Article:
MEDIA ROUNDUP: Weather is now on everyone's radar

A proliferation of media outlets has transformed the weather into a subject that garners attention well beyond just the daily forecast.

A proliferation of media outlets has transformed the weather into a subject that garners attention well beyond just the daily forecast.

It's often the butt of jokes, but weather coverage has long been a media staple simply because people want to know whether it's going to rain, snow, or shine, even if they can't do anything about it. "It's an evergreen category, but you're seeing more interest now because there are more media outlets," explains Stephanie Kenitzer, public information officer for the American Meteorological Society (AMS). "It used to be weather events would happen around the country, but there wasn't a media outlet nearby to air the home video of a tornado. But now you've got the internet and 24-hour news holes to fill at places like Fox and CNN so they're...doing a lot of weather stories." Susan Weaver, public affairs officer with the National Weather Service, agrees there's a steady interest in weather-themed pitches. "The economy is very weather sensitive." she notes. "To tell the truth, barely a day passes where there is not at least some interest in a weather story." Everyday interest It's not just major events such as tornadoes and blizzards that tend to command media attention. What's surprising is the audience for day-to-day weather coverage, both on local broadcast, as well as the dedicated cable network, The Weather Channel. Kathy Lane, the network's VP of PR, says the network is fairly aggressive when it comes to media outreach. "Anytime there's a weather recap story or a specific story having to do with weather, we're selling our expertise," she says. "We want to be positioned as the world's leading authority when it comes to weather." Part of that effort is spent getting The Weather Channel's on-air meteorologists on other outlets, such as recent appearances on Today and CNBC, talking about the arrival of hurricane season. But they've also gone beyond that, working with their agency, Stanton Crenshaw Communications, to pitch the network beyond the science sections. Stanton Crenshaw president Dorothy Crenshaw says, "We're not calling to pitch the weather. We pitch things like forecasting technology...and the on-air personalities because that's what sets The Weather Channel apart from other national weather services." Weather is also one of the categories where TV often exceeds print. Virtually every TV network, large and small, has a dedicated weatherperson with at least some meteorological training. Print outlets, on the other hand, tend to cover weather as a general news story. "A lot of the focus is in the paper's A section and looks at a current weather event, such as flooding in the Midwest or a hurricane off the coast of Florida," says Kenitzer. She adds that, by and large, most print outlets don't have in-house weather expertise, nor the time or resources to get them. "We love to do reporter education, because we found during the 1997-98 El Nino, there is a lot of misinformation that comes out about the weather," she says. "El Nino was described as a weather event and it's not. It's simply the warming of the ocean in the Pacific, but it can impact weather patterns." As far as the big picture climatic issues, PR pros generally agree that most outlets will occasionally try to tackle debates such as global warming. The problem, they say, is that there's really no consensus on the issue in the scientific community. "We haven't stepped into the entire debate, but we recently issued a report that said... that overall climate change is happening," says Kenitzer, of the AMS. "It takes us a long time to get there because we are a large body of 11,000, and we have to try to represent all of their views." Beyond the five-day forecast PR pros voice some optimism that the media is slowly growing more interested in moving beyond the five-day forecast. The Weather Channel recently expanded its programming to include series such as Storm Stories and Road Crew, which Lane says makes them more interested in receiving story ideas from PR professionals. "Years ago, we didn't have the latitude to consider that sort of thing and, much to my eternal regret, I turned down a pitch by the publicist for Sebastian Junger before The Perfect Storm became famous," says Lane. "Now we're 21 years old and evolving, so something like that would be a wonderful opportunity for our viewers to get more information." ----- media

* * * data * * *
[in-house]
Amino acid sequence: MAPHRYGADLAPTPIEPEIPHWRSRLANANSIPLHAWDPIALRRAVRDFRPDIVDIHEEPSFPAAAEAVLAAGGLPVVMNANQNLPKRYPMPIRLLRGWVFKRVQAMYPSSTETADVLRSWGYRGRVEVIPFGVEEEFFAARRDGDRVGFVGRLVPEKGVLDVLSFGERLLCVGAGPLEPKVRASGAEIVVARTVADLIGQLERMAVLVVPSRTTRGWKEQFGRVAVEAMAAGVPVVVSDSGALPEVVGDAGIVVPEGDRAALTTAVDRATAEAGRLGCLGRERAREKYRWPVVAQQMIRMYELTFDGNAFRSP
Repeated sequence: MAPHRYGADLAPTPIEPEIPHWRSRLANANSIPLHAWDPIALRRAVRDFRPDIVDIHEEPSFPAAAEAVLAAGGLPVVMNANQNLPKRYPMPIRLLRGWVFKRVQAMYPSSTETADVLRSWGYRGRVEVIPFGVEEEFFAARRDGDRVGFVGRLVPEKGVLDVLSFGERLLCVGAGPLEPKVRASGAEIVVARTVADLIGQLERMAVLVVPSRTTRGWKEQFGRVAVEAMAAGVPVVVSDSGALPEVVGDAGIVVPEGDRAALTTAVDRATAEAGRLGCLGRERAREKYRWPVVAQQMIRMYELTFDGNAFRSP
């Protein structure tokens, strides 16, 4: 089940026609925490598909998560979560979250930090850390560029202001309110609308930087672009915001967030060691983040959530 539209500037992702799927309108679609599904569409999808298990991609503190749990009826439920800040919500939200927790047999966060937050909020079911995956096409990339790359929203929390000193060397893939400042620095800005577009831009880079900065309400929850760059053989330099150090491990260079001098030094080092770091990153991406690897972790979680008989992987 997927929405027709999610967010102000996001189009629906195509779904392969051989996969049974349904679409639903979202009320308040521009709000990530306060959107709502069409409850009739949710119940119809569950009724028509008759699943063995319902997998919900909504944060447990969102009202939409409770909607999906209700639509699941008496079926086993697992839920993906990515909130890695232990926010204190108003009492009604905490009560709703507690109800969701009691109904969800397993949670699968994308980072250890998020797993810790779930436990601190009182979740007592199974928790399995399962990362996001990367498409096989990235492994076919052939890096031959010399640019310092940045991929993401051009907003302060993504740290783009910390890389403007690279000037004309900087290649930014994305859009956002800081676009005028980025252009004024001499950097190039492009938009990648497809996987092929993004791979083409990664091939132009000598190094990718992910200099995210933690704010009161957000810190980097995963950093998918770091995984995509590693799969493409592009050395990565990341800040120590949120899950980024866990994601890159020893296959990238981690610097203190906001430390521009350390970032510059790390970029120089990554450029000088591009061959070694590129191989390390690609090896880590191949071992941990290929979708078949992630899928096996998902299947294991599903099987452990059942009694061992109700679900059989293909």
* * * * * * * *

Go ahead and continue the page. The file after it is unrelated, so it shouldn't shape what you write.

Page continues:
• Do reporter education with every pitch. Weather is a category where many journalists think they know more than they actually do.
  • Don't just pitch the simple science story. There's bound to be interest in everything from the people who predict the weather to the technology behind forecasting.
  • Some journalists are simply fascinated by weather, so develop a database on weather fans in the media regardless of which section they work on.

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